Spotlight On Chris Gardner

UP FRONT

A promise made, a promise kept

Though without a home, fledgling businessman kept his son by his side

December 03, 2006|By Carl Schoettler | Carl Schoettler,Sun Reporter

Chris Gardner recalls the words he heard most from the man living with his mother when he was growing up: "I ain't your daddy."

The man punctuated his declaration liberally with profanity.

Gardner, in fact, was almost 30 when he met his biological father.

He had already made a solemn promise to himself "that when I [grow] up and have a son of my own, he would always know who I was and I would never disappear from his life."

Gardner kept his promise, even through a year of homelessness, and wrote about his triumph over life on the street with his young son in The Pursuit of Happyness (Amistad, 2006).

His story of going from homelessness with his son in San Francisco to becoming a multimillionaire stockbroker is the subject of a movie to be released Dec. 15.

The Pursuit of Happyness stars Will Smith as Gardner and Smith's son, Jaden, as Gardner's son, Christopher.

In September, Gardner, 52, stopped by the Enoch Pratt Central Library as part of a book tour. About 300 people attended the event, many of whom had already read the book.

"I just felt like it hit home," said Vivian Lomas, a teacher at Diggs-Johnson Middle School in Baltimore. "It was important to know that a lot of his inspiration came from his mother. Quite a few of our kids are being raised by their moms. I'm going to take this book to read to my class."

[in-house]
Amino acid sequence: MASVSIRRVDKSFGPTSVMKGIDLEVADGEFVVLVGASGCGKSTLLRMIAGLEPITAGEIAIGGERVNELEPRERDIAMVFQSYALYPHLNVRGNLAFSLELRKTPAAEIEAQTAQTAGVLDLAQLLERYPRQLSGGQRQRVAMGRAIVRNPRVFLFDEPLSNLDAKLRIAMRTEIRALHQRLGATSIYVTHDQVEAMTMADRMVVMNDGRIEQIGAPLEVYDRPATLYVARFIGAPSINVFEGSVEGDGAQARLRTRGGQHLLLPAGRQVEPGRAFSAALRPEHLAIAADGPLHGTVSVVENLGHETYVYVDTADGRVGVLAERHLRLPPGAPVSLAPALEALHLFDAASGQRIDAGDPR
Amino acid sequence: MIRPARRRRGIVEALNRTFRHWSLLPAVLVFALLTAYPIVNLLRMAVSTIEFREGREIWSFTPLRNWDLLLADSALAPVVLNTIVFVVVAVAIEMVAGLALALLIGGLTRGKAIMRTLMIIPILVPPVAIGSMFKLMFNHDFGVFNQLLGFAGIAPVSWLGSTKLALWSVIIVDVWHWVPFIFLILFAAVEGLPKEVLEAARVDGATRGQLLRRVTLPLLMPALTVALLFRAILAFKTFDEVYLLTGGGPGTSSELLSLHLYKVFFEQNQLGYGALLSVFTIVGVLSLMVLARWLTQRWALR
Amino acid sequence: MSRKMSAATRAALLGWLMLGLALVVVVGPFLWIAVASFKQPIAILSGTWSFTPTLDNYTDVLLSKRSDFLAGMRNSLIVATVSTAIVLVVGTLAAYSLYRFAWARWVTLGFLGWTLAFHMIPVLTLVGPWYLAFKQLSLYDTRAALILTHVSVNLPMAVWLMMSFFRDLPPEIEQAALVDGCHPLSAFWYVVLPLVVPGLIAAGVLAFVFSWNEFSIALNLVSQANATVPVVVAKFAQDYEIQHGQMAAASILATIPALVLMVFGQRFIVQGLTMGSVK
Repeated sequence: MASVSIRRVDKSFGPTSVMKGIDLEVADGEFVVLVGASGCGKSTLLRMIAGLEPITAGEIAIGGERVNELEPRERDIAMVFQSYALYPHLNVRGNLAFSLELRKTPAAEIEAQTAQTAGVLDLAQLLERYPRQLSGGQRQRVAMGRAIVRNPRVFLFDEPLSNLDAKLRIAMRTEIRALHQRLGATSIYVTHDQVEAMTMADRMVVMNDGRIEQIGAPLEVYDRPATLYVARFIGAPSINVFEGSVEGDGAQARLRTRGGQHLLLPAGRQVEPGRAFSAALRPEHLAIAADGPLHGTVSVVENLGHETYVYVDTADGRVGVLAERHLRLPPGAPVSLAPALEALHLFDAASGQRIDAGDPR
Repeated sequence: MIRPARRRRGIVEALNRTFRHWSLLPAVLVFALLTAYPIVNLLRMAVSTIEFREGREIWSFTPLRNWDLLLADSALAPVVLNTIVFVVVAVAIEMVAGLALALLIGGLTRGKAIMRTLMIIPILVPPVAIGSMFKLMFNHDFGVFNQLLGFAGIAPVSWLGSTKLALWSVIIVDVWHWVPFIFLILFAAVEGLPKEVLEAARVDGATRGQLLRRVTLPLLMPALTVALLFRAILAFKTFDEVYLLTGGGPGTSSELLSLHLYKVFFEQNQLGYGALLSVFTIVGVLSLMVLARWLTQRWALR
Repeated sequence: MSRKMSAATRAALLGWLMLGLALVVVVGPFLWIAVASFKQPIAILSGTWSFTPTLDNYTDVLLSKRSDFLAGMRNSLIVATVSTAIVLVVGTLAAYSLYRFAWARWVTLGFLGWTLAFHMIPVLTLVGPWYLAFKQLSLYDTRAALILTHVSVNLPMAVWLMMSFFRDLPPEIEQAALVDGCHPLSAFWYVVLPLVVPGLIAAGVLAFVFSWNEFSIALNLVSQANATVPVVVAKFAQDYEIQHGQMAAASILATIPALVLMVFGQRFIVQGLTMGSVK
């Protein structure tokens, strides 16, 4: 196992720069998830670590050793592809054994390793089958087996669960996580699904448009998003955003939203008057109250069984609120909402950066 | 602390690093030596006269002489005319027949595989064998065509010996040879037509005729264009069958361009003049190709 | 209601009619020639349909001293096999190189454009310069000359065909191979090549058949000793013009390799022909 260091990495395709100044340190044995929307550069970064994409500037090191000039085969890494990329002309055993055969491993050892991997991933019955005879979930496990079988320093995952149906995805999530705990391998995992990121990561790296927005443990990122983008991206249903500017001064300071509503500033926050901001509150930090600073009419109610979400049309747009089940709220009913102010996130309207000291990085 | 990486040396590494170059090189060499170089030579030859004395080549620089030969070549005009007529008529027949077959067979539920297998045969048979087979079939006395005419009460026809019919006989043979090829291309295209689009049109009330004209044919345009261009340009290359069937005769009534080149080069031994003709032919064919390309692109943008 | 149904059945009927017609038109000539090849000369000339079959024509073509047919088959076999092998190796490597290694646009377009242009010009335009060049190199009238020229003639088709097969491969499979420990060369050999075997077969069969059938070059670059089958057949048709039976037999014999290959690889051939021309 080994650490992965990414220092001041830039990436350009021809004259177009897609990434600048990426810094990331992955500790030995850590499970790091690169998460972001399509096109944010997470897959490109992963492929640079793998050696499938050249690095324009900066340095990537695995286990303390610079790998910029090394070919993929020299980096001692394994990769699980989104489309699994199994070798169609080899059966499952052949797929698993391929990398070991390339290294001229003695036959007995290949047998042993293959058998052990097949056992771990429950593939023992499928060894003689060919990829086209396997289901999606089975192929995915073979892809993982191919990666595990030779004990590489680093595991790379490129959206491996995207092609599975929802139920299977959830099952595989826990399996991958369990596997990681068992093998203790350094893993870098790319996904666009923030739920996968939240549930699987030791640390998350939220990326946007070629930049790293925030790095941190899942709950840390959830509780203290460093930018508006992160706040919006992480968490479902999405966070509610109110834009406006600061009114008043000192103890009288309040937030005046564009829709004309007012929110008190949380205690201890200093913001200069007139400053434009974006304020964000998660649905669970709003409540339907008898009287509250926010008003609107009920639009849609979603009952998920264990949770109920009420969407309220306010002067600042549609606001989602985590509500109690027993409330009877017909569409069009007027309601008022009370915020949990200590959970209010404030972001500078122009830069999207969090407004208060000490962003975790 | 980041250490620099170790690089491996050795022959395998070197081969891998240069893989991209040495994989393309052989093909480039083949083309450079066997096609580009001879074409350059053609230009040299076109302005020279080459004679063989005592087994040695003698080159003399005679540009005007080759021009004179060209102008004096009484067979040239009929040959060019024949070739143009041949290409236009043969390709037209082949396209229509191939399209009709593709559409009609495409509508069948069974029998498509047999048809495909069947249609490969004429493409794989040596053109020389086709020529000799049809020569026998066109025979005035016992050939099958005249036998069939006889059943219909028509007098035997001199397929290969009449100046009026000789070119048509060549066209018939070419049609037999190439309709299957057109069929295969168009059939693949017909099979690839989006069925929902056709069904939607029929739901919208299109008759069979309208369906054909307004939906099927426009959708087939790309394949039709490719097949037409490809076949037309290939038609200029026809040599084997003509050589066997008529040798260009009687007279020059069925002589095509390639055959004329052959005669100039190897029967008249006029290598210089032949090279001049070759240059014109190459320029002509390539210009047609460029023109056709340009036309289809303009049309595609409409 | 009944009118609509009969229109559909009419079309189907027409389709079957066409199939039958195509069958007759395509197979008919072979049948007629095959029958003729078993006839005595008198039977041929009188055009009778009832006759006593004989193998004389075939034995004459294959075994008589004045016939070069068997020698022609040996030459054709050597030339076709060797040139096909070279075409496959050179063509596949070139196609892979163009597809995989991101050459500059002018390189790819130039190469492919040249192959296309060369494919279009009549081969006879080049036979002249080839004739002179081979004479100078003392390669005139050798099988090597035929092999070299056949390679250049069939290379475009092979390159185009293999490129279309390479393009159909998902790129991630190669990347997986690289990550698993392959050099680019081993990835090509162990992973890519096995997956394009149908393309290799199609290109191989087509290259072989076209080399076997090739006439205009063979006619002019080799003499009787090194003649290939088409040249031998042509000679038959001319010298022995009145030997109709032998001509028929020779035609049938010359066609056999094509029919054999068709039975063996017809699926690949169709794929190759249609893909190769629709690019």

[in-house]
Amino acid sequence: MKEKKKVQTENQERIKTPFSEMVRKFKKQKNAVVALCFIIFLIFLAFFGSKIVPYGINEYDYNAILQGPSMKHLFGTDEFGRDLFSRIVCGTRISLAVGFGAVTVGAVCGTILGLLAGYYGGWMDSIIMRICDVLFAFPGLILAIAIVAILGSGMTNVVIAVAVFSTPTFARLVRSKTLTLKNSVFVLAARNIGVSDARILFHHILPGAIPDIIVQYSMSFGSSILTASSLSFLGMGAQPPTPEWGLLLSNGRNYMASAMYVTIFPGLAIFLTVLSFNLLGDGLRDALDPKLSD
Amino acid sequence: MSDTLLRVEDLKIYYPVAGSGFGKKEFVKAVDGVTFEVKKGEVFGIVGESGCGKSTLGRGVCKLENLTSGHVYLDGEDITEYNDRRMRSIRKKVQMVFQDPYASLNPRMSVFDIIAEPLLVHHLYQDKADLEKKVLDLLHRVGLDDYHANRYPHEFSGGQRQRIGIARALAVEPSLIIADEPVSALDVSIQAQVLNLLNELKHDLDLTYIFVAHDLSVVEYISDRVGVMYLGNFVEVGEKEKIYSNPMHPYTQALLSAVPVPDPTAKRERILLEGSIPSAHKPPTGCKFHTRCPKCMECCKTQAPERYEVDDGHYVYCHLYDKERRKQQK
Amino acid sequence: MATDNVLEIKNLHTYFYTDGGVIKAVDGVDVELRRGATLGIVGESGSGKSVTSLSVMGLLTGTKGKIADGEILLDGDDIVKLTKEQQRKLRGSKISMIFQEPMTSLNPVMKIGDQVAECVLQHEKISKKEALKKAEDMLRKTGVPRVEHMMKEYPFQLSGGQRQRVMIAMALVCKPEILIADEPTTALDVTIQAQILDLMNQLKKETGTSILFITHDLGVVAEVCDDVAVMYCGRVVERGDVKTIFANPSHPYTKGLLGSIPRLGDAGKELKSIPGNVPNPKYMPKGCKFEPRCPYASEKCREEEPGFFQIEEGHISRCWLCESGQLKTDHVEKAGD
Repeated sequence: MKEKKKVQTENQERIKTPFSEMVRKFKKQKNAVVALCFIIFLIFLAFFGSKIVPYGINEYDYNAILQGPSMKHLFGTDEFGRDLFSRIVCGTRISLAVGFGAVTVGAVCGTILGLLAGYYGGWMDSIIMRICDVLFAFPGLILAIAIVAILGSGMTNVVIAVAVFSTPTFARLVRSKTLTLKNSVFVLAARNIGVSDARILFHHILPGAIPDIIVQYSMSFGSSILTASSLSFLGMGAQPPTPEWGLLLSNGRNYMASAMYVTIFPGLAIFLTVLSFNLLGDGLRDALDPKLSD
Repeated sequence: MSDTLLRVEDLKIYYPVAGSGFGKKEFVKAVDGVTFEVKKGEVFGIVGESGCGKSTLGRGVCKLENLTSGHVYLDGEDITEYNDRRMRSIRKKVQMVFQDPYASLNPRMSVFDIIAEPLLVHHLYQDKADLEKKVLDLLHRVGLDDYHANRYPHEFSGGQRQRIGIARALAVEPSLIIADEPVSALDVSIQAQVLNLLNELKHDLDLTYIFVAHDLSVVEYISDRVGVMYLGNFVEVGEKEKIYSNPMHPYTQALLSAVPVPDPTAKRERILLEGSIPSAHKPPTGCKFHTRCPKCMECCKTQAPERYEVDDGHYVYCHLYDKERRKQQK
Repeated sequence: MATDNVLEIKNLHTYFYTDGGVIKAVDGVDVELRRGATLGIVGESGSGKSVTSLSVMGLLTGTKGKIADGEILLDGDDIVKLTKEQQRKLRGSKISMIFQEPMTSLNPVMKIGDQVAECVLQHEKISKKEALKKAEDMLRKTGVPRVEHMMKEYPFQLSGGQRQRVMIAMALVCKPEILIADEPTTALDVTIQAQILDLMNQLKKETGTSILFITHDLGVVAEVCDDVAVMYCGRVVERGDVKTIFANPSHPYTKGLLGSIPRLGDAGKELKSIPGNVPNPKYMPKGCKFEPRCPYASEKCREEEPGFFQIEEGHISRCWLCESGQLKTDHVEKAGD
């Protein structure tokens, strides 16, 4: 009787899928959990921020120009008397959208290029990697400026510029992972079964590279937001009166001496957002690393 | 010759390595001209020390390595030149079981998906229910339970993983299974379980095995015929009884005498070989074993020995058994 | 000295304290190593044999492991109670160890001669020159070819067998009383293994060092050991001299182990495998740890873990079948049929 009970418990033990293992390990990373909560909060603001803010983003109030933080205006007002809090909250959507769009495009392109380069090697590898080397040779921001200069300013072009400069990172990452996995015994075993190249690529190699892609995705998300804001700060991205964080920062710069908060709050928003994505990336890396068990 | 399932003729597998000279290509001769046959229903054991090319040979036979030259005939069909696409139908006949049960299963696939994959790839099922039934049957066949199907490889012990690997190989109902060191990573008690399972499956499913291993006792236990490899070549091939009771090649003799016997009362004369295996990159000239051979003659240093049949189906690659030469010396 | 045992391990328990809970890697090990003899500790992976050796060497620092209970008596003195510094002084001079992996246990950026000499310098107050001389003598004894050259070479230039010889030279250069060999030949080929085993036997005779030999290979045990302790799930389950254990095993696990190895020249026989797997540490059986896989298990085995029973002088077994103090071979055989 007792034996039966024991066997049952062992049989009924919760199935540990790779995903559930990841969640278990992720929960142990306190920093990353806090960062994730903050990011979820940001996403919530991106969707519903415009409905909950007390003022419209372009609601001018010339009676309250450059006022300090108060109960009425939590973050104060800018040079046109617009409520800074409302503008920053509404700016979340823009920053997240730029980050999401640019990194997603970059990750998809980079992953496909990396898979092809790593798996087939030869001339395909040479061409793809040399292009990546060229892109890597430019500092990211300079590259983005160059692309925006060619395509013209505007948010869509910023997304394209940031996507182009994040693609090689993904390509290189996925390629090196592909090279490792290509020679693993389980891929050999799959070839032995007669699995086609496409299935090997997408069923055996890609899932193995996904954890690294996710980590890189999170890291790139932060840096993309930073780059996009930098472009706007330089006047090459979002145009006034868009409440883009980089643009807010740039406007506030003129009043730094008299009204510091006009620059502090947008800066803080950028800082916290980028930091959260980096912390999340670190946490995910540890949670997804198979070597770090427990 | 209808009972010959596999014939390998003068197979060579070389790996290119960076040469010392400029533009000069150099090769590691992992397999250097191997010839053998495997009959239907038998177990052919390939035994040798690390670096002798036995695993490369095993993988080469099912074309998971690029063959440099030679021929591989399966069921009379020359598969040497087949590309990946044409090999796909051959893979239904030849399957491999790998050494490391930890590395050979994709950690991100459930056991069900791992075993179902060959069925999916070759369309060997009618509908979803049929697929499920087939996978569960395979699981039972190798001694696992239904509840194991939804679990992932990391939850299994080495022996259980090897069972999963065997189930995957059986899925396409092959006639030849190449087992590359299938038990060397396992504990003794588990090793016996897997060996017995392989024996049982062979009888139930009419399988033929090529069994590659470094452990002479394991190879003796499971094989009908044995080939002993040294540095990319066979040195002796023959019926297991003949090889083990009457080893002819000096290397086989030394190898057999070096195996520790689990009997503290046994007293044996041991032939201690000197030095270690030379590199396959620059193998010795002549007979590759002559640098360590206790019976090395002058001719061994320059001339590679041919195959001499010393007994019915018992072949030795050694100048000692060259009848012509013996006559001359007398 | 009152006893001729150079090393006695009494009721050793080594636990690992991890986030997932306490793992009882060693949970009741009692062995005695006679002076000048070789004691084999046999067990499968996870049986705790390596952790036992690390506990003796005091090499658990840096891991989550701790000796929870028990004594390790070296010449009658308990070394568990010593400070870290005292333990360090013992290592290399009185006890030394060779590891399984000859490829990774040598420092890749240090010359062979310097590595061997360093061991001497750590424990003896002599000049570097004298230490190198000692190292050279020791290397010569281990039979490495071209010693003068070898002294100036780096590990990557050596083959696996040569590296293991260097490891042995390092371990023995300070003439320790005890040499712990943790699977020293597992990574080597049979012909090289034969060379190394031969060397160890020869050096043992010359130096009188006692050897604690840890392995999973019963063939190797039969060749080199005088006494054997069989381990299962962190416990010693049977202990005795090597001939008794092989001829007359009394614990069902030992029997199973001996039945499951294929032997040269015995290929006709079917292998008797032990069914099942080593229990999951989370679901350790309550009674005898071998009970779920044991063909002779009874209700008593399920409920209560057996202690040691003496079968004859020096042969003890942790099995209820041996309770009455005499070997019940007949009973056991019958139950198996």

Linda Davis, a capital accounts manager for the city's Department of Public Works, said, "I loved it! I loved it!"

"I think it's emotional," Davis said. "I think many African-Americans can relate to at least something in the book -- the relationship with his mom, or family issues. ..."

In the 1980s, Gardner became homeless when his son's mother deposited the 20-month-old boy with him.

Why did a stockbroker working for Dean Witter become instantly homeless? In his book, he answers the question: Children were not allowed at the rooming house where he lived. And he was new on the job and making just enough money to support himself.

"Can you imagine," he asks, "a point in time where maybe you or one of your children had no place else to go other than sleeping in a bathroom in a train station?"

Before shooting of the movie started in San Francisco, Gardner took Smith on a tour of the places he stayed with his son. The idea was that instead of telling Smith where he and his son stayed, Gardner would show him.

"We went over to this transit station in Oakland," Gardner said. He and his son slept in a bathroom there during hard times.

"We were together," he said. "That's what was important for me."

He took Smith into that bathroom before the movie was filmed.

"I can only stay a minute," Gardner told him. "A minute is too much."

Smith wanted to stay a little longer, Gardner recalled.

"The story he told me when he came out is that the ghosts in the wall jumped right into his body," Gardner said. "That's when he became Chris Gardner."

Gardner, now of Chicago, has already seen the movie. "I can't sit through the whole thing," he said. "It's still painful for me. It's still raw. Being homeless is scary enough. But with a baby?!"

His son, Gardner says, is now a man who "is pursuing his own dreams. He wants to be in the music business. God bless him. Go get it."

Gardner, 52 also has a daughter, Jacintha, who comes into his story only at the end of the book.

"That's my girl," he says. "She's a junior at Hampton University and doing her thing.

Today, Gardner is CEO of Gardner Rich and Co. He recently sold a minority stake in the company.

"I'm going to focus on my business in private equities," he says. "Sometimes the stars just line up."

carl.schoettler@baltsun.com

Baltimore Sun Articles
|
|
|
Please note the green-lined linked article text has been applied commercially without any involvement from our newsroom editors, reporters or any other editorial staff.